Key points 1. The ELISA is a tool to solve a problem. 2. Any problem should be defined, as clearly as possible, with reference to all previous work defining the specific agent involved and related agents. 3. Other methods for analysing the problem should be reviewed, particularly where tests are already established. This has implications if the ELISA is to "replace" existing tests. 4. The capacity for testing has to be addressed. For example, where an ELISA may be used on a large scale (kit), then sufficient reagents, standard sera, conjugates (batches), and antigen preparations, have to be available. Research leading to successful assays, where reagents are difficult to prepare on a large scale, or require extensive expertise to formulate, or are reliant on a specific limited batch of a commercial reagent, are not sustainable. 5. Where a test may be of use to a wider group of scientists, the possible conditions (laboratory facilities, expertise), should be considered when developing assays. Such technology transfer factors are relevant particularly in developing country laboratories. The knowledge and skills required to perform ELISA and make use of data have to be gained through a variety of sources, including text books. The ultimate benefit is not the technique in itself, but the meaningful gathering and analysis of the data.
One factor not included in all these examples is that of
"common sense".
The ability to really consider what one is doing, and why, and not to overlook the
simplicity of what is needed by being blinded by the technology for its own sake.
Most problems are relatively simple to examine after some clear thought. Thus, the
good "ELISA-person", will consider the problem first, obtain the necessary
technical skills and equipment to perform a test and then obtain data which is from
a planned perspective.
As much data from all other tests and the scientific literature is also to be sought.
This is true for an assay developer, as well as a person using a supplied,
predetermined kit. The skills required by the kit user are no less than the
developer, indeed a kit in the hands of an unskilled worker is often useless.
EELLIISSAA aarree ooppeerraattoorr ffaauullttss ccaauusseedd bbyy llaacckk ooff ccoommmmoonn sseennssee,,
ffaaiilluurree ttoo aapppprreecciiaattee tthhee nneeeedd ttoo ssttiicckk ttoo iinnssttrruuccttiioonnss,, ssllooppppyy
tteecchhnniiqquuee oorr ppoooorrllyy mmaaiinnttaaiinneedd eeqquuiippmmeenntt.. MMoosstt ooff tthhee rreemmaaiinniinngg
ppeerrcceennttaaggee iiss ccaauusseedd bbyy ppoooorr qquuaalliittyy wwaatteerr!!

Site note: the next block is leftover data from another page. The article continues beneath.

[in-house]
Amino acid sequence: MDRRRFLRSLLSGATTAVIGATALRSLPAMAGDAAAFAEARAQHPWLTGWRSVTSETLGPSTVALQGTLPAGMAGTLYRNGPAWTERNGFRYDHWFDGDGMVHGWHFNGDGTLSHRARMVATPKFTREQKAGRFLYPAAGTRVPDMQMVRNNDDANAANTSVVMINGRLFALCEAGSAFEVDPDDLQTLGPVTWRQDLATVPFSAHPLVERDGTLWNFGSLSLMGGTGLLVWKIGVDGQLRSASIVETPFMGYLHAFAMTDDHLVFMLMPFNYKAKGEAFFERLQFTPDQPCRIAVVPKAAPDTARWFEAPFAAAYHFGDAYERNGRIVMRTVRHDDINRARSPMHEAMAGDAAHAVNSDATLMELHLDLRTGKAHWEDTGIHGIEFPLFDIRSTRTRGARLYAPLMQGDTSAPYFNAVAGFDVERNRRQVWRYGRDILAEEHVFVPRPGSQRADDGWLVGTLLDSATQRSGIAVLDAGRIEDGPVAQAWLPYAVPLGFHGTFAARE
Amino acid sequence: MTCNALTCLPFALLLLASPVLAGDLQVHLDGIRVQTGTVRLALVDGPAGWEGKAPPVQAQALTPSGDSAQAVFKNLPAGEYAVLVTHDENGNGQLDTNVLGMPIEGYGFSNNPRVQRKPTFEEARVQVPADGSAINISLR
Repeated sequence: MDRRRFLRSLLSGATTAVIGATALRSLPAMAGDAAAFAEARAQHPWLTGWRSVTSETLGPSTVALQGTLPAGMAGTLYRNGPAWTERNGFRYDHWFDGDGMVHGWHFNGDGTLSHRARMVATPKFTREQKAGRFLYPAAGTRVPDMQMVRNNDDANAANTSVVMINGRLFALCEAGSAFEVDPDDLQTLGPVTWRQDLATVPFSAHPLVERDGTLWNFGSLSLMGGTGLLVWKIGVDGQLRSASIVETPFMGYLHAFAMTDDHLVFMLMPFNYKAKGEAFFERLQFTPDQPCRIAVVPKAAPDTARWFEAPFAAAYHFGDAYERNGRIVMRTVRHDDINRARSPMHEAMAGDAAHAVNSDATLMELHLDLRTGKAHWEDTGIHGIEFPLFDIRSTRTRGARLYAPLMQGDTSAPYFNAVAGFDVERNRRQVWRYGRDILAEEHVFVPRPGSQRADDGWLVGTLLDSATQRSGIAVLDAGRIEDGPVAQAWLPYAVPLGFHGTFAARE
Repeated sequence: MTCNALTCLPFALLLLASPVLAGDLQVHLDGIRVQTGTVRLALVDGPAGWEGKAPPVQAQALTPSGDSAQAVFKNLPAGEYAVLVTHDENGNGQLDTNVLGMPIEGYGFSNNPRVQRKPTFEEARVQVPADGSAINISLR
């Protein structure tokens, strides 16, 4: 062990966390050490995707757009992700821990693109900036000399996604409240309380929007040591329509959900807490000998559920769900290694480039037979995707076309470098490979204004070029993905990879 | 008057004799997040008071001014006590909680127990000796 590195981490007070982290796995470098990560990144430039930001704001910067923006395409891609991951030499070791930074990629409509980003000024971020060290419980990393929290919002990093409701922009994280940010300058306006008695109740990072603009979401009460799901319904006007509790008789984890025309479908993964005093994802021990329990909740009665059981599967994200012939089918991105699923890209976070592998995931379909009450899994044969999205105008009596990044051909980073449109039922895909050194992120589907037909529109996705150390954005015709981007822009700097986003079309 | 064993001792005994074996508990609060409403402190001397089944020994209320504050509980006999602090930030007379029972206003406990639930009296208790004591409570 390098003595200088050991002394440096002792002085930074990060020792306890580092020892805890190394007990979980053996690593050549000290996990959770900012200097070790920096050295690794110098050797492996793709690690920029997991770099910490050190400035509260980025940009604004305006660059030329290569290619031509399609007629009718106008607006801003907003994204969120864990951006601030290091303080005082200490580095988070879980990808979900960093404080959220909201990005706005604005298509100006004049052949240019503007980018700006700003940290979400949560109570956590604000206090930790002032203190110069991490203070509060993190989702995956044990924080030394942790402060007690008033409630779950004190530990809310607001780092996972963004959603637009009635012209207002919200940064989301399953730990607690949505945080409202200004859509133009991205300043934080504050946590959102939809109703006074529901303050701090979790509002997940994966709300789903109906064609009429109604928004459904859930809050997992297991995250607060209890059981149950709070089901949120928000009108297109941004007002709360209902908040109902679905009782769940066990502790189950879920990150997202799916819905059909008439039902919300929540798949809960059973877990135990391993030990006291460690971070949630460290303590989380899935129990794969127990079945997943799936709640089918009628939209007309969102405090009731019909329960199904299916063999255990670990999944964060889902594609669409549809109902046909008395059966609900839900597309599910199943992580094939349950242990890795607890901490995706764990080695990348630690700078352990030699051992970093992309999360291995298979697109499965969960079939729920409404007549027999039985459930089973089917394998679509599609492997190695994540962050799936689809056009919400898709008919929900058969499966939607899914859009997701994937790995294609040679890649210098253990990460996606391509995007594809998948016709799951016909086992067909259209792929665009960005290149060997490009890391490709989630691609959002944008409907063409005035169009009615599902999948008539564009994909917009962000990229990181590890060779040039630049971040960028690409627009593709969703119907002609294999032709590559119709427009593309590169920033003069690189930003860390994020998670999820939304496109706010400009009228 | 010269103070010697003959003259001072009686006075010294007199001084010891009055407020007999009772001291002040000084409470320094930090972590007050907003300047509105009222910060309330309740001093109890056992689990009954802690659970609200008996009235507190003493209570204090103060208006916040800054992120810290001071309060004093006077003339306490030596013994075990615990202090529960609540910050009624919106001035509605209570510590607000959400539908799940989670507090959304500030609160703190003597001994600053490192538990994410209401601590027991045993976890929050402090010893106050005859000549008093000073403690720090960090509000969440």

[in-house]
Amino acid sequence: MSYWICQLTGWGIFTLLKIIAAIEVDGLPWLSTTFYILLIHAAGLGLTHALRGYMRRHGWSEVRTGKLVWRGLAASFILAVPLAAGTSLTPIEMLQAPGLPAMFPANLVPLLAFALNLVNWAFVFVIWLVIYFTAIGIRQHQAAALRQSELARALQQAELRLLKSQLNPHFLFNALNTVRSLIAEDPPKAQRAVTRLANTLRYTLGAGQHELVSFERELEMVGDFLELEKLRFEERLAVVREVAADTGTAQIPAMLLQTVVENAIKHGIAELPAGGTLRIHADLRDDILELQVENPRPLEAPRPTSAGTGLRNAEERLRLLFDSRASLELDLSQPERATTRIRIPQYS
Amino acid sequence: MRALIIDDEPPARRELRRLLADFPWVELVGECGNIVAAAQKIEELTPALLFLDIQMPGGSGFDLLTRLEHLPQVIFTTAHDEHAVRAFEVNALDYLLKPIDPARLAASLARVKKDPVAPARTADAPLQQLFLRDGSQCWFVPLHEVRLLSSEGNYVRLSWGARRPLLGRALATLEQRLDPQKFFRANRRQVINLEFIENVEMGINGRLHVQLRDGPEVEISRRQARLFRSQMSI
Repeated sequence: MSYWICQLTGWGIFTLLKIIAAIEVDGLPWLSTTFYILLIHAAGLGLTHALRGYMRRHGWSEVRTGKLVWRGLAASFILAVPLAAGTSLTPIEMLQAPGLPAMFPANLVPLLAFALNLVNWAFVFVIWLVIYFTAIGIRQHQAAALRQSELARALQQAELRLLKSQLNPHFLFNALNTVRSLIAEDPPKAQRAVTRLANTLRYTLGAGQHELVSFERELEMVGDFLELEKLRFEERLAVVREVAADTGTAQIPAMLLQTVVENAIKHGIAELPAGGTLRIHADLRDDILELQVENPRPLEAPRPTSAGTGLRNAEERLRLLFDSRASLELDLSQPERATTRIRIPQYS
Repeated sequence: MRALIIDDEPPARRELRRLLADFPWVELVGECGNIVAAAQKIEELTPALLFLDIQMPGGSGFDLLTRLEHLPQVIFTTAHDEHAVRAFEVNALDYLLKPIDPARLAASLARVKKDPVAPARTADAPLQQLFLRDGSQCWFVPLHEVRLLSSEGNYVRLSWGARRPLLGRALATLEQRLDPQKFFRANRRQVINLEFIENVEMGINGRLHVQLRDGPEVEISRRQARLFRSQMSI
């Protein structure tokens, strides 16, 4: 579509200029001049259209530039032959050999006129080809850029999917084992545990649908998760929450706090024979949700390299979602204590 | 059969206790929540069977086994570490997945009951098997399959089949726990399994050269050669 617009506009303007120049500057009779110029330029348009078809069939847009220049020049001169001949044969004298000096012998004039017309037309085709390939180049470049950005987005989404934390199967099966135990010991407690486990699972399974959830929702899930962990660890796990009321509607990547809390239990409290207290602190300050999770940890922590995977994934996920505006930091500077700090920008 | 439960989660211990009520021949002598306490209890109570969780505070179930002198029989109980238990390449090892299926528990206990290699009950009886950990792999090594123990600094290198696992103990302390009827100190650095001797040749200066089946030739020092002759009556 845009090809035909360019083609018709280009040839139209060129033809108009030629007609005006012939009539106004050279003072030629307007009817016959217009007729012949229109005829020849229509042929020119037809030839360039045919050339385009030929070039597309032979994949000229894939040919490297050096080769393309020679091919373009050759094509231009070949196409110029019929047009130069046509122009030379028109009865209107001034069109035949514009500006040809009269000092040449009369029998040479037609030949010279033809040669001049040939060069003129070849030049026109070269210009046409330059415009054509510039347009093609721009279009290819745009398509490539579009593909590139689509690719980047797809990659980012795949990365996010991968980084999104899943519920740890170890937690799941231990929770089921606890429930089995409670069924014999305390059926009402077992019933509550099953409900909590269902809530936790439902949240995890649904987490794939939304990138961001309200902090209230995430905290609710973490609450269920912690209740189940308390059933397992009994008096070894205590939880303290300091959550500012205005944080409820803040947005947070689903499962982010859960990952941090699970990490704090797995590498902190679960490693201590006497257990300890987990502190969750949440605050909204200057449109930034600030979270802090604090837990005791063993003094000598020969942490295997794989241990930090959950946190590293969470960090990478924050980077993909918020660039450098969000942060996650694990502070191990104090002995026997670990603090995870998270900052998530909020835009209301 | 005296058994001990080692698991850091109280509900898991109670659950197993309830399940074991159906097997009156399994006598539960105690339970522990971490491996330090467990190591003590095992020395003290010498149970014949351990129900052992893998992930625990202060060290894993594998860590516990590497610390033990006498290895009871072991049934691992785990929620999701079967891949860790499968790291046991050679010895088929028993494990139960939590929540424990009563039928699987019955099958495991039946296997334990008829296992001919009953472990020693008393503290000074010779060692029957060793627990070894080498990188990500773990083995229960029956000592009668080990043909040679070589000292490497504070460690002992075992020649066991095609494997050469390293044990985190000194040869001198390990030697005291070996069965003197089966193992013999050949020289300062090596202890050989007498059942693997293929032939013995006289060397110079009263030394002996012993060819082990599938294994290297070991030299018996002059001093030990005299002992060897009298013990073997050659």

SSyysstteemmss iinn EELLIISSAA
All heterogeneous systems have three basic parameters. 1. One reactant is attached to a solid phase, usually a plastic microtiter plate with a 8 x 12 well format. 2. Separation of bound and free reagents, which are added subsequently to the solid phase attached substance, is by a simple washing step. 3. Results are obtained through the development of color.
TTeerrmmss Immunoassays involve tests using antibodies as reagents. Enzyme immunoassays (EIA) make use of enzymes attached to one of the reactants in an immunoassay to allow quantification through the development of color after addition of a suitable substrate/chromogen. As indicated above ELISAs involve the step-wise addition and reaction of reagents to a solid phase bound substance, through incubation, and separation of bound and free reagents using washing steps. An enzymic reaction is utilized to yield color and is used to quantify the reaction, through use of an enzyme labeled reactant. A very brief definition of terms used in ELISA is needed.
TTEERRMM DDeeffiinniittiioonn
SSoolliidd pphhaassee
This is usually a microtiter plate well. Specially prepared ELISA plates are commercially available. These have an 8 x 12 well format and can be used with a wide variety of specialized equipment designed for rapid manipulation of samples including multichannel pipettes
AAddssoorrppttiioonn This is the process of adding an antigen or antibody, diluted in buffer, so that it attaches passively to the solid phase on incubation. This is a simple way for immobilization of one of the reactants in the ELISA and one of the main reasons for its success
WWaasshhiinngg Simply flooding and emptying the wells with a buffered solution is enough to separate bound (reacted) from unbound (unreacted) reagents in the ELISA. Again this is a key element to the successful exploitation of the ELISA.
These are proteins or carbohydrates which when injected into animals elicit the production of antibodies. Such antibodies can react specifically with the antigen used and therefore can be used to detect that antigen
Antibodies are produced in response to antigenic stimuli. These are mainly protein in nature. In turn antibodies are antigenic
AAnnttii--ssppeecciieess aannttiibbooddyy